Maybe we can’t help being bad

February 13, 2015 Editorials Print Print
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Clayton Mitchell

I have recently backed away from social media websites because of the platform they provide for people to argue, bully and be hateful toward others.

For some reason, people treat the Internet like a mesh screen door where they can yell at people through the screen, disagreeing with them on all sorts of issues with the response being more yelling, but never any personal interaction.

Some of these people believe in things enough that they would argue about them in the real world as well, but many of them do not.

So why are some people so mean to others?

In my first semester at OCCC, in the fall of 2013, I took American Federal Government POLSC 1113 with professor Sharon Vaughan. In the very first class, to spark discussion, Vaughan asked the class if humans were inherently born good or bad.

I was the first to raise my hand, saying humans were born inherently good natured, and had to be taught to be bad. When she asked me to prove my point, I retracted, because I could not think of an elaboration to my answer.

I will never forget that discussion, because it led me to ask myself that very question more thoroughly. Are people born good or bad?

Vaughan said she believed people were not born specifically good or bad — they  had to be taught to be one way or another. In ways, that makes sense. So, I set out to look for a few answers.

Research being done by the Association for Psychological Science shows that DNA may play more of a role than we know.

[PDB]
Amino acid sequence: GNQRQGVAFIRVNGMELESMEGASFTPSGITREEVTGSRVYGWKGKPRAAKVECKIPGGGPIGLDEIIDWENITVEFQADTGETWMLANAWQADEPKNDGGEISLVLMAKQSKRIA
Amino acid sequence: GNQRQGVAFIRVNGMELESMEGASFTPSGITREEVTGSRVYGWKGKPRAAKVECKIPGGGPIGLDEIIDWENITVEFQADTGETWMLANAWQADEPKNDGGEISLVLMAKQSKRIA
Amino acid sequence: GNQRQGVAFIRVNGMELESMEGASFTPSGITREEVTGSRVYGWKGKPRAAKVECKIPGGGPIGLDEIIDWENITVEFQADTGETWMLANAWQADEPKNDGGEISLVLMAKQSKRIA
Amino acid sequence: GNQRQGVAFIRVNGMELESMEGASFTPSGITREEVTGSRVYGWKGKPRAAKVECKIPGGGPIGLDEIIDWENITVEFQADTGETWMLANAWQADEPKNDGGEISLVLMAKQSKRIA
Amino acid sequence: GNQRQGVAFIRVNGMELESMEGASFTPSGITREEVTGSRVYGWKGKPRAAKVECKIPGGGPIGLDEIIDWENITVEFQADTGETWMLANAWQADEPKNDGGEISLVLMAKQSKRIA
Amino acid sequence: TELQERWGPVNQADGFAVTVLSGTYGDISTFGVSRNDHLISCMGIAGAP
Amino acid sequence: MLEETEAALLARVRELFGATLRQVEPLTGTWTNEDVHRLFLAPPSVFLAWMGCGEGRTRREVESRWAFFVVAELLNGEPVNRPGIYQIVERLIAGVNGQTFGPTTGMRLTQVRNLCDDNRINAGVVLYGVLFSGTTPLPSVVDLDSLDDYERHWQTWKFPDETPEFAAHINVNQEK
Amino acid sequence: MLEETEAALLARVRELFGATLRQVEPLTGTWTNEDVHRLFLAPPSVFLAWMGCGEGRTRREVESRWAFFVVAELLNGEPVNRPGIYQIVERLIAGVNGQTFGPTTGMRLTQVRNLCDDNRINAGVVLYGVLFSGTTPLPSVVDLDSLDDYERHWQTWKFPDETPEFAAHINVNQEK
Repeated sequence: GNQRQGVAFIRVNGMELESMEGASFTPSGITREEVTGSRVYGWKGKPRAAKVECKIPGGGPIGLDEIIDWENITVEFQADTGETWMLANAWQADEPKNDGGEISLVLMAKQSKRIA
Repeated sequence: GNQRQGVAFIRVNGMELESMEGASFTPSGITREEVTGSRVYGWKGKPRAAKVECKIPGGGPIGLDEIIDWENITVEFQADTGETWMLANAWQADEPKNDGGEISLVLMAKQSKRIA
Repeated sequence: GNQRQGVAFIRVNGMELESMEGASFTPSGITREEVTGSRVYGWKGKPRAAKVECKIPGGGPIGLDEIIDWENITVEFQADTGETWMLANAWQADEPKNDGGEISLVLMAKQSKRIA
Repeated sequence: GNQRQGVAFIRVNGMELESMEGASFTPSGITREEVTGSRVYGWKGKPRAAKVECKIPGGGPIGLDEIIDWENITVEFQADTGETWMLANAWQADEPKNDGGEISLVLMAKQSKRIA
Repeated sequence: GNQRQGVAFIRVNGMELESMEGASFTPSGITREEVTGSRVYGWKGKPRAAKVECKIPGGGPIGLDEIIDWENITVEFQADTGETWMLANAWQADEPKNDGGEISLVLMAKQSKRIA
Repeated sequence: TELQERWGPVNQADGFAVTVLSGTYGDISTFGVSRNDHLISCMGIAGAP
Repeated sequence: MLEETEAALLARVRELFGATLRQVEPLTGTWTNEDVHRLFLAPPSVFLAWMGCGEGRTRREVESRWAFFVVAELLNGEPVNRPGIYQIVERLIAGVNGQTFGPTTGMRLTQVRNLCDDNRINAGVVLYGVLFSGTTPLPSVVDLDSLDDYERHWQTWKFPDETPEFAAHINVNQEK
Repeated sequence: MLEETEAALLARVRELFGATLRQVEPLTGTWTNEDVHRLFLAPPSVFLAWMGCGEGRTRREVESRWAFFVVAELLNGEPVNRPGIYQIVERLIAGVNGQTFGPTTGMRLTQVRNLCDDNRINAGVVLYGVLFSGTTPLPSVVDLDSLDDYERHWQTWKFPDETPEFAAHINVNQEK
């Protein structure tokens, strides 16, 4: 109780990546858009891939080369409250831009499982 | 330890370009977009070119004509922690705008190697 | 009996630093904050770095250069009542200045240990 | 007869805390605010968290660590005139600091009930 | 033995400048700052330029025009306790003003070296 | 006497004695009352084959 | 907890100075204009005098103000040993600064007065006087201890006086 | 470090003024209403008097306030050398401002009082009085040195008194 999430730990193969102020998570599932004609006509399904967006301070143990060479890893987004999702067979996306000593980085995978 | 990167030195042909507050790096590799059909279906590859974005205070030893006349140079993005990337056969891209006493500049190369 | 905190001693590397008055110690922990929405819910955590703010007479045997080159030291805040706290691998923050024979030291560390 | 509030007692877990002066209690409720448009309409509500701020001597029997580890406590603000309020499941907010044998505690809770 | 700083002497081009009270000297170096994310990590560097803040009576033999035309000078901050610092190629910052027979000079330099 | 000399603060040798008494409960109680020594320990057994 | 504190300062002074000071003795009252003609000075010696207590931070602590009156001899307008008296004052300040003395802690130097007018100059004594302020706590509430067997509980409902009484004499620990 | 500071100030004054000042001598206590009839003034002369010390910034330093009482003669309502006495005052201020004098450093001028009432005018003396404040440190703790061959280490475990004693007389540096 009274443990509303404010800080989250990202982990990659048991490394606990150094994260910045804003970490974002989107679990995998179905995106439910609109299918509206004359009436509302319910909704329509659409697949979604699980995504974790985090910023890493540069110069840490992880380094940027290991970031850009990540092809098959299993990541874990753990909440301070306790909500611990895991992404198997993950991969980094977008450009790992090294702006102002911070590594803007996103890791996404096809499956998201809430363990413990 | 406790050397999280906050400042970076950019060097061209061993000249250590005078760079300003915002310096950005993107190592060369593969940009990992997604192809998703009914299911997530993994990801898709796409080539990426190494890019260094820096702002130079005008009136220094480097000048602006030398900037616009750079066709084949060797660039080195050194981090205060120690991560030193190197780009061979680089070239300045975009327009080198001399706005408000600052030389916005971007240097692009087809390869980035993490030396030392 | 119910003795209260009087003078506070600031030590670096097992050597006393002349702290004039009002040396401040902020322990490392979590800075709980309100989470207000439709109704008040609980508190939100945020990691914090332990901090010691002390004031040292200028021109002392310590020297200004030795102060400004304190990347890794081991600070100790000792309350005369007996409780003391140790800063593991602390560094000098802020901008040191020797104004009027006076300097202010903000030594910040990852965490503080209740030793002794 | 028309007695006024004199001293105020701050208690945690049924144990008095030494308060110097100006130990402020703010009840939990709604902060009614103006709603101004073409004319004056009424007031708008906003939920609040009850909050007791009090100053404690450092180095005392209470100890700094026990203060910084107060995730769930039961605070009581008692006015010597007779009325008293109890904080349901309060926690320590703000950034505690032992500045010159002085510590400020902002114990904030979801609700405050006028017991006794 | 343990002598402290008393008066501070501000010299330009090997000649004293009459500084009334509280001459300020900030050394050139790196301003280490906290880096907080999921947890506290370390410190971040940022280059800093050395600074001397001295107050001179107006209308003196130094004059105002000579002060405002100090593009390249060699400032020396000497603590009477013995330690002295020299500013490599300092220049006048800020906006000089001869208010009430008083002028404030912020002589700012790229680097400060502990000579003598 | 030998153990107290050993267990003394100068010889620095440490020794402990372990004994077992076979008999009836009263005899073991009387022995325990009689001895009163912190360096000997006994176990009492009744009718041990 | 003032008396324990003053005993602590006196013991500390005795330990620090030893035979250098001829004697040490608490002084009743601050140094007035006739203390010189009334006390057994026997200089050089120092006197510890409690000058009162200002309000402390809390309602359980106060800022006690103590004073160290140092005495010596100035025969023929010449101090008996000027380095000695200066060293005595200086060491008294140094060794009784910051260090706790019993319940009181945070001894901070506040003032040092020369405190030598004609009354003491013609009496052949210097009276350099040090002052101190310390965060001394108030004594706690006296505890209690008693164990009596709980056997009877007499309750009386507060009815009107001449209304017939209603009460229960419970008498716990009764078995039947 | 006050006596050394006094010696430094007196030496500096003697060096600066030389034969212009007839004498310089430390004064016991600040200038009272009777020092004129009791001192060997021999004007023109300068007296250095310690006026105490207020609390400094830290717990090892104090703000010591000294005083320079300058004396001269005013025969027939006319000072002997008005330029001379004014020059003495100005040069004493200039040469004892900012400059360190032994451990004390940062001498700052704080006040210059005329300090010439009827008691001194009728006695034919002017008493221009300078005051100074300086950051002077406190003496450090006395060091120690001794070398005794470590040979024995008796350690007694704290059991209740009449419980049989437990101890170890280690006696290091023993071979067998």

A study has determined receptor genes for the hormones oxytocin and vasopressin may hold the key to human behavior. The study concluded that people with very active receptors for the hormones would be more prone to respond positively to stressful situations, while others might lash out in self defense.

“Oxytocin is produced mainly in the hypothalamus, where it is either released into the blood via the pituitary gland, or to other parts of the brain and spinal cord, where it binds to oxytocin receptors to influence behavior and physiology.

“Recent studies in both animals and humans support the notion that oxytocin is also part of a response to social separation and related stress. A study …  found that women who reported more gaps in their social relationships and less positive relationships with their primary partners had higher levels of oxytocin and the stress hormone cortisol than those reporting better relationships.”

We have to understand that other people have beliefs that may be different than our own, and, if this study is solid, trying to change those beliefs may set off emotions they have little control over.

Learn to be more accepting of others and offended less when your views are challenged. Keeping an open mind is the gateway to learning more about oneself, whether it changes your mind or allows you to further confirm what you believe in.

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